Companies large and small are working on cleaning up the skies with electric airplanes, bringing back supersonic travel, and even flirting with the edge of space to transport passengers across the world.
Instead of propellers or turbines, the light aircraft is powered by an 'ionic wind' - a silent but mighty flow of ions that is produced aboard the plane, and that generates enough thrust to propel the plane.
This electric plane startup has just received its first order from a California-based jet charter company – and critics believe that it may usher in a whole new era of sustainable air travel in the United States.
In 2011, Stratolaunch Systems was founded with a simple goal: to reduce the costs of rocket launches by creating the world’s largest air-launch-to-orbit system. Recently, their aircraft reached a major milestone.
The E-Fan X will offer partially electric powered flights that are cheaper, quieter, and more sustainable.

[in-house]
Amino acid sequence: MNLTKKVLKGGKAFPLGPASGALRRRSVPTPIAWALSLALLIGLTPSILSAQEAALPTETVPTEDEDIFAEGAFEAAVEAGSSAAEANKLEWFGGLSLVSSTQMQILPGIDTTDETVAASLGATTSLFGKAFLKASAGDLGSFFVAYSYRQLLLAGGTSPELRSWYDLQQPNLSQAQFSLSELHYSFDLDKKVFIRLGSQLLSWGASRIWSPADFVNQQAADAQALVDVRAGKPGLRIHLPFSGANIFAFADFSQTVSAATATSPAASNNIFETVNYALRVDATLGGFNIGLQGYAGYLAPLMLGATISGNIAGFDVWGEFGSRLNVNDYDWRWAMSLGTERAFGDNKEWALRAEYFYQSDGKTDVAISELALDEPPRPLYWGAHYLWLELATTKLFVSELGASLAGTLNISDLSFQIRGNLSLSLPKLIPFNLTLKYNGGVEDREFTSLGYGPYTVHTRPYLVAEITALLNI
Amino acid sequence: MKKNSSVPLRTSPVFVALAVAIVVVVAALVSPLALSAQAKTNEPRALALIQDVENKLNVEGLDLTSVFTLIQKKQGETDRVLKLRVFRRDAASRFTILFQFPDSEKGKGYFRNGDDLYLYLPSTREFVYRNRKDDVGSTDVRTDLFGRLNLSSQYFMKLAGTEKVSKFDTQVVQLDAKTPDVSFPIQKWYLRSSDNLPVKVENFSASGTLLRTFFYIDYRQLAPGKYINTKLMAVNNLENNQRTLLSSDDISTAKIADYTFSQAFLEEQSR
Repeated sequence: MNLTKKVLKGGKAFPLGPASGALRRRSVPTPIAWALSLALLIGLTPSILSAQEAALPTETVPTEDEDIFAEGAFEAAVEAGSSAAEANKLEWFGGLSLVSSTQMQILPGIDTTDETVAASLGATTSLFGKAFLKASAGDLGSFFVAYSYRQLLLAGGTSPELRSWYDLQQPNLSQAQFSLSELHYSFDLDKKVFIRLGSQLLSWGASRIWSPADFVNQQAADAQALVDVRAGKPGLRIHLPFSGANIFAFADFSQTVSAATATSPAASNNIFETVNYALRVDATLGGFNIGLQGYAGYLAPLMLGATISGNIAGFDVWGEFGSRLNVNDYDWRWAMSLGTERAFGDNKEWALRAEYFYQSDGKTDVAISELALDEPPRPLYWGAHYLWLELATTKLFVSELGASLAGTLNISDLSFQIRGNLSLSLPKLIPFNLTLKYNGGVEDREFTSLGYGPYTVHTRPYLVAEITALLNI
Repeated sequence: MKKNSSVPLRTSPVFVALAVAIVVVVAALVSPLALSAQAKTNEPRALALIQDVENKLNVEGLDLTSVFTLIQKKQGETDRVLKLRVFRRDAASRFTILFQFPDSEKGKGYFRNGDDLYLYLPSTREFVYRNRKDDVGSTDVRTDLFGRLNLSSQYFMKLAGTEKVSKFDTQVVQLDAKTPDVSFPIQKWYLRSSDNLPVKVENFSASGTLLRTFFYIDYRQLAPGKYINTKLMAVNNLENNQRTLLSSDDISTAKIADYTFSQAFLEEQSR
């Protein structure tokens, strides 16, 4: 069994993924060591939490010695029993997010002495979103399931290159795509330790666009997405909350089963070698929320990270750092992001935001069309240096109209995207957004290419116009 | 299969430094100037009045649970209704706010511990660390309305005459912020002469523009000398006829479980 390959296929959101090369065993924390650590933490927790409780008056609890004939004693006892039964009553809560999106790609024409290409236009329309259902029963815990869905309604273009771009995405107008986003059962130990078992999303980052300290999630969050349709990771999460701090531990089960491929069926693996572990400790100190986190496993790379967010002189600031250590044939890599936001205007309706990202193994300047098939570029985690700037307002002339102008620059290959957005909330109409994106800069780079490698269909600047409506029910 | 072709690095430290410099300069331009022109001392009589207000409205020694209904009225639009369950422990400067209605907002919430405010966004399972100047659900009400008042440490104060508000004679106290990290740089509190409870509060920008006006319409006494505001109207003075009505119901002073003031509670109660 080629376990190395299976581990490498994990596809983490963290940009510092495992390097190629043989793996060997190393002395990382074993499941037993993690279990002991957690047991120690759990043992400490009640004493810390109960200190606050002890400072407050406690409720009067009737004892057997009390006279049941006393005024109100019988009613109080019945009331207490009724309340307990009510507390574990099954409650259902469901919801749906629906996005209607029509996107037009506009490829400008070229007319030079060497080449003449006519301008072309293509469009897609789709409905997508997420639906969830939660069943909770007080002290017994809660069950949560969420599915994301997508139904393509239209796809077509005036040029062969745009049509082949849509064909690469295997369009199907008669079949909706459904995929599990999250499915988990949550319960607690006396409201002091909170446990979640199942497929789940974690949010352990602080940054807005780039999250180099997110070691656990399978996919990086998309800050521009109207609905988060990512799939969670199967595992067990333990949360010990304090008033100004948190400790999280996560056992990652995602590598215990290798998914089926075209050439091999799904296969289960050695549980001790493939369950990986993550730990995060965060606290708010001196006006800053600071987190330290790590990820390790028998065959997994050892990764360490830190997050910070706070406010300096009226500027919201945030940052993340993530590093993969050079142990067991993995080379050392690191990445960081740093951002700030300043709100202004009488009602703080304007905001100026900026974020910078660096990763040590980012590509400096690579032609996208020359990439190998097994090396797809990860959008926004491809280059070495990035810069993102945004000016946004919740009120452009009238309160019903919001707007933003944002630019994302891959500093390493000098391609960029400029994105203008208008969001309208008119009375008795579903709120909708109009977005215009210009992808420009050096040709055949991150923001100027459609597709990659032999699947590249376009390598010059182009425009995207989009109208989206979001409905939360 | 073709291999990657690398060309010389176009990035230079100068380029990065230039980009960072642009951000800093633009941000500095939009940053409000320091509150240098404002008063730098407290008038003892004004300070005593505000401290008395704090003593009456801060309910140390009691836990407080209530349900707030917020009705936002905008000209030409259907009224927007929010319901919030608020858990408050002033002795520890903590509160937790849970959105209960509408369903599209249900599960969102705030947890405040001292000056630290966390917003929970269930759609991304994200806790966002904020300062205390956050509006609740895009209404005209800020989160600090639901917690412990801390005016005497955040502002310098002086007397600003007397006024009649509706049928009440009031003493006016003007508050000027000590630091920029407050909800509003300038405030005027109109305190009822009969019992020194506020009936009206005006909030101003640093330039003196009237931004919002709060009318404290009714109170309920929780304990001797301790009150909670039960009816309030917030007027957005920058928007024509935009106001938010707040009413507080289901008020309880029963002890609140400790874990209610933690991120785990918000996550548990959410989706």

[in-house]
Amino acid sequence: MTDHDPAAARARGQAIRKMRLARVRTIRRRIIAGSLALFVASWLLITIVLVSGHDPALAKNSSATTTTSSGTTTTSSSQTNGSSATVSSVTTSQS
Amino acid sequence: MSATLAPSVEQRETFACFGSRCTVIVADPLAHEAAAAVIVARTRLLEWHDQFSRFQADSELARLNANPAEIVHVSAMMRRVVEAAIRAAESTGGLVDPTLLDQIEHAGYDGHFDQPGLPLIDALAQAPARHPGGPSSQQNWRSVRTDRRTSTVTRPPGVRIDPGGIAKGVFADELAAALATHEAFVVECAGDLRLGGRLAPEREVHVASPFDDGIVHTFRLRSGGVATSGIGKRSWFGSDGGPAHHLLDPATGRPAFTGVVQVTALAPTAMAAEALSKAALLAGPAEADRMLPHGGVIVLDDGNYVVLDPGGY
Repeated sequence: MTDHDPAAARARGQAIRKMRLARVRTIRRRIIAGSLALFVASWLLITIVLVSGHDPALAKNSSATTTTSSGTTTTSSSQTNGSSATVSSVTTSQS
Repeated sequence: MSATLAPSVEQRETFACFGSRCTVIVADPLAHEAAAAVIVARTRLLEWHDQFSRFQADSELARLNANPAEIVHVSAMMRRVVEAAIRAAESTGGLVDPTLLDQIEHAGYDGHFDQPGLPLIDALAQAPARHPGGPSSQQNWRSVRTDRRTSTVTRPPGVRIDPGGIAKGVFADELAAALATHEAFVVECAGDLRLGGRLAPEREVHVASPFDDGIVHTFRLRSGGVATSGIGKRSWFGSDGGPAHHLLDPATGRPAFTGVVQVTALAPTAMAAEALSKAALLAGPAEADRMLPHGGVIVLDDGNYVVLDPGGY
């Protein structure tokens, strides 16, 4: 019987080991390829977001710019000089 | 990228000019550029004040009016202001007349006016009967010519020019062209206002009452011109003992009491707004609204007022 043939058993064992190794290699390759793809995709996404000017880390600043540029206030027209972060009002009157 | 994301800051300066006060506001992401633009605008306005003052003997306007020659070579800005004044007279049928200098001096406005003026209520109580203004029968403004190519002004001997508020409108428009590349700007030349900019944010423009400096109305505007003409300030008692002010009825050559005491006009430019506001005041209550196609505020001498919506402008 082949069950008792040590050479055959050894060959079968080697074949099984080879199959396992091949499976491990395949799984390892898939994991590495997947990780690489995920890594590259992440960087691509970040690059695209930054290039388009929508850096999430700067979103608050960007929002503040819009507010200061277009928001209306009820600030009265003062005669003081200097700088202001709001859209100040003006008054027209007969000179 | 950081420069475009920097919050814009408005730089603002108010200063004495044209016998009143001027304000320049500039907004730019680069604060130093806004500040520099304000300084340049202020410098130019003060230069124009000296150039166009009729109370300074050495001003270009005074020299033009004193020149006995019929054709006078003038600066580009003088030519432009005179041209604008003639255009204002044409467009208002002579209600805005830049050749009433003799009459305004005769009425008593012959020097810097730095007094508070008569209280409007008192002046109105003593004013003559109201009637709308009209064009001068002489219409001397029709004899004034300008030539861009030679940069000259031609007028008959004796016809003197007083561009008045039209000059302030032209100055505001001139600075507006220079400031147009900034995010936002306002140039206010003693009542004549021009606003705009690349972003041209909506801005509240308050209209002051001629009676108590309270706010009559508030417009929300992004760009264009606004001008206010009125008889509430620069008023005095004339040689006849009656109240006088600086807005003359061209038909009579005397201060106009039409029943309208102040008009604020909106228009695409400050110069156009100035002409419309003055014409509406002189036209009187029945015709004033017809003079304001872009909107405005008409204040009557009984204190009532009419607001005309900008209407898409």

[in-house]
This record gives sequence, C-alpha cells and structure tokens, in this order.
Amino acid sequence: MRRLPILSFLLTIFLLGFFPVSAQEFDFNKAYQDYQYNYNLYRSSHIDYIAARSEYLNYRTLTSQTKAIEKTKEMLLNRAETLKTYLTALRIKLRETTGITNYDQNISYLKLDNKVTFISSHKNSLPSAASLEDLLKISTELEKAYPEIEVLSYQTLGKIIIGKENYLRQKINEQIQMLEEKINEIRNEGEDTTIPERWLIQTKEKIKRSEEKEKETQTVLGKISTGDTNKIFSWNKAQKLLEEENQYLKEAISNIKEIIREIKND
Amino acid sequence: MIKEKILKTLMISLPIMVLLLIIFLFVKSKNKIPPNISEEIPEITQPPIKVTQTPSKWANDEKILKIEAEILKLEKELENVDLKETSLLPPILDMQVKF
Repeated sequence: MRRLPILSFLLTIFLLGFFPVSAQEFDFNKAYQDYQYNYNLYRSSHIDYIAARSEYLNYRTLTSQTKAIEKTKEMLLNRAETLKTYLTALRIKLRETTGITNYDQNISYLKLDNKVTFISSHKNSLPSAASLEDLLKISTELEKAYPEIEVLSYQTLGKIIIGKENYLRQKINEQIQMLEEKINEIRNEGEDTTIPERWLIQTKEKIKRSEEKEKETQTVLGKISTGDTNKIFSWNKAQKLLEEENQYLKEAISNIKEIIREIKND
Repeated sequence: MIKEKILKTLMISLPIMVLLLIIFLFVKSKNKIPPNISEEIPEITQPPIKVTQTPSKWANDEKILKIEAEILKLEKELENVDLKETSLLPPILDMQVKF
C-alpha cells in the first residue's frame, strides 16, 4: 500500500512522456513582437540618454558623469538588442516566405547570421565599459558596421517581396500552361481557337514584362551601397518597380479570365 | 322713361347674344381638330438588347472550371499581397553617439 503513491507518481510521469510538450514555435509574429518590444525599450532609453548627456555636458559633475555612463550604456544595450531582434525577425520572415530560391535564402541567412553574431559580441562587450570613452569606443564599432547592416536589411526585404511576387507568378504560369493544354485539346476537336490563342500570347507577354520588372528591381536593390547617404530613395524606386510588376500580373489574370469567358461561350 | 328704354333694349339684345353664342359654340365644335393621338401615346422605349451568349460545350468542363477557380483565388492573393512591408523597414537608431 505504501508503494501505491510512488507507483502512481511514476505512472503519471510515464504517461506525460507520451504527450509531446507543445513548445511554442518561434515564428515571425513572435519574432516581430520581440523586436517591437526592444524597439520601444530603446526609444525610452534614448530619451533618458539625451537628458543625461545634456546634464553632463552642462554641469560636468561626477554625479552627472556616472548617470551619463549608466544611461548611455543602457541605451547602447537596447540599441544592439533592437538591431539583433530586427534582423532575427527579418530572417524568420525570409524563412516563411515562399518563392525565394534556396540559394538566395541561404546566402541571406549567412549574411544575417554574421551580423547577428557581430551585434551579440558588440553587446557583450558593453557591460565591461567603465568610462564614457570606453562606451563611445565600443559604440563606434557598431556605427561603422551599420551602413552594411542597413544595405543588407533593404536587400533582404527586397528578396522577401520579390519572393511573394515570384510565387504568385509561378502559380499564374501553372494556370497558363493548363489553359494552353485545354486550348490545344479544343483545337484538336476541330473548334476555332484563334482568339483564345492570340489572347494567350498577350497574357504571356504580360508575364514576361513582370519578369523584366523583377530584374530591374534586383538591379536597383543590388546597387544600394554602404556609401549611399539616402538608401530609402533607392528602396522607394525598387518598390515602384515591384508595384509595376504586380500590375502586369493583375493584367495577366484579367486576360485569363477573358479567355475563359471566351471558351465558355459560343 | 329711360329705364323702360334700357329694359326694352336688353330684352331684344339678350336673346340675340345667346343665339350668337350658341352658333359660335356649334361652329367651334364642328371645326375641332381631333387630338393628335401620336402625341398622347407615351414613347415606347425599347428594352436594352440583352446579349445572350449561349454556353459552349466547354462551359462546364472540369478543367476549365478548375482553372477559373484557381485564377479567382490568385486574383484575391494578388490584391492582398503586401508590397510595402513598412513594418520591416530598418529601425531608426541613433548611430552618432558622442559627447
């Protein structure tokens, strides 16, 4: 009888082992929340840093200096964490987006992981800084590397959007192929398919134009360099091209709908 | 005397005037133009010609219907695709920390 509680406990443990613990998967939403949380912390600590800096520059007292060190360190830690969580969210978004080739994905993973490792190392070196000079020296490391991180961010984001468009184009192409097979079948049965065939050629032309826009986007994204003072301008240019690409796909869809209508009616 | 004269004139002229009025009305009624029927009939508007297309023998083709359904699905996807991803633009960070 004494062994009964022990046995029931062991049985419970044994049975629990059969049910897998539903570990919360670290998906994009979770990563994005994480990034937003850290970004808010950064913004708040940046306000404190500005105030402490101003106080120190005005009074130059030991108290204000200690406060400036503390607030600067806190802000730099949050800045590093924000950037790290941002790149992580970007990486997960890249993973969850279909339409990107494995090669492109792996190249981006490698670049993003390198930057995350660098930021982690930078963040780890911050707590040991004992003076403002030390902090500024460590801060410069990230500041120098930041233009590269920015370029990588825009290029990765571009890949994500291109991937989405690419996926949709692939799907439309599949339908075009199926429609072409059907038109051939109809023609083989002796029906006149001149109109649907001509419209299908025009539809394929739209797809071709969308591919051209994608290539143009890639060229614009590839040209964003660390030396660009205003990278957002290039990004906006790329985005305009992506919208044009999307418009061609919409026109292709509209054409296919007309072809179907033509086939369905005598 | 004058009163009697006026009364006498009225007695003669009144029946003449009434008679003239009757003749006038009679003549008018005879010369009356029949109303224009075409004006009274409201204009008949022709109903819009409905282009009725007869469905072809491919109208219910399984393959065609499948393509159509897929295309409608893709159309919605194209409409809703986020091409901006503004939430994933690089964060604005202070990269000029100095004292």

Creating lighter yet powerful engines is just one way the aviation industry is trying to reduce its environmental impact.
Inspired by evolution in nature, Danish engineers used supercomputing to design a wing structure that resembles the interior of a bird’s wing or beak.
Dreams of hypersonic air travel might come true courtesy of a new material.
China's largest unmanned solar-powered aircraft just set a domestic record by reaching an altitude of more than 20,000 meters during a test flight.
Major aerospace companies are now moving to develop the future of flight with electric planes, self-driving taxis and personal flying vehicles.
Sir Richard Branson has raised the prospect of planes being made entirely from the so-called wonder material graphene within 10 years, as the airline industry battles a 50pc increase in fuel in the last 12 months, sparking a desperate need for ever lighter fleets.